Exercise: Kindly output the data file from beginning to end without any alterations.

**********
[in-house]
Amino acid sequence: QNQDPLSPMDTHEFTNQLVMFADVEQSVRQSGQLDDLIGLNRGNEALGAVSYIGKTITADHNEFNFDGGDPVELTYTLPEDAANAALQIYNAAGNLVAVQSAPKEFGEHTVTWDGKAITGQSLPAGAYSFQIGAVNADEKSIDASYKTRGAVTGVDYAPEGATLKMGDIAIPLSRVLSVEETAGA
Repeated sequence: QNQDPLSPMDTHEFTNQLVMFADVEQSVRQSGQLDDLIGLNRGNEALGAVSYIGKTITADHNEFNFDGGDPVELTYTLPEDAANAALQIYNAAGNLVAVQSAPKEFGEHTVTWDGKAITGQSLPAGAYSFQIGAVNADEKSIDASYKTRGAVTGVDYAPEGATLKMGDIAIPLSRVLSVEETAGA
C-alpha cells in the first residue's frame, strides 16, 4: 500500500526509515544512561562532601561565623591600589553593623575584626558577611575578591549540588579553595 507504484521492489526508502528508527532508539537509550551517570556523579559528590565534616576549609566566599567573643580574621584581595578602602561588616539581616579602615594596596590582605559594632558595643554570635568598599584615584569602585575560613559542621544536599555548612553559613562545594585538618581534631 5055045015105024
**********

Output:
[in-house]
Amino acid sequence: QNQDPLSPMDTHEFTNQLVMFADVEQSVRQSGQLDDLIGLNRGNEALGAVSYIGKTITADHNEFNFDGGDPVELTYTLPEDAANAALQIYNAAGNLVAVQSAPKEFGEHTVTWDGKAITGQSLPAGAYSFQIGAVNADEKSIDASYKTRGAVTGVDYAPEGATLKMGDIAIPLSRVLSVEETAGA
Repeated sequence: QNQDPLSPMDTHEFTNQLVMFADVEQSVRQSGQLDDLIGLNRGNEALGAVSYIGKTITADHNEFNFDGGDPVELTYTLPEDAANAALQIYNAAGNLVAVQSAPKEFGEHTVTWDGKAITGQSLPAGAYSFQIGAVNADEKSIDASYKTRGAVTGVDYAPEGATLKMGDIAIPLSRVLSVEETAGA
C-alpha cells in the first residue's frame, strides 16, 4: 500500500526509515544512561562532601561565623591600589553593623575584626558577611575578591549540588579553595 507504484521492489526508502528508527532508539537509550551517570556523579559528590565534616576549609566566599567573643580574621584581595578602602561588616539581616579602615594596596590582605559594632558595643554570635568598599584615584569602585575560613559542621544536599555548612553559613562545594585538618581534631 5055045015105024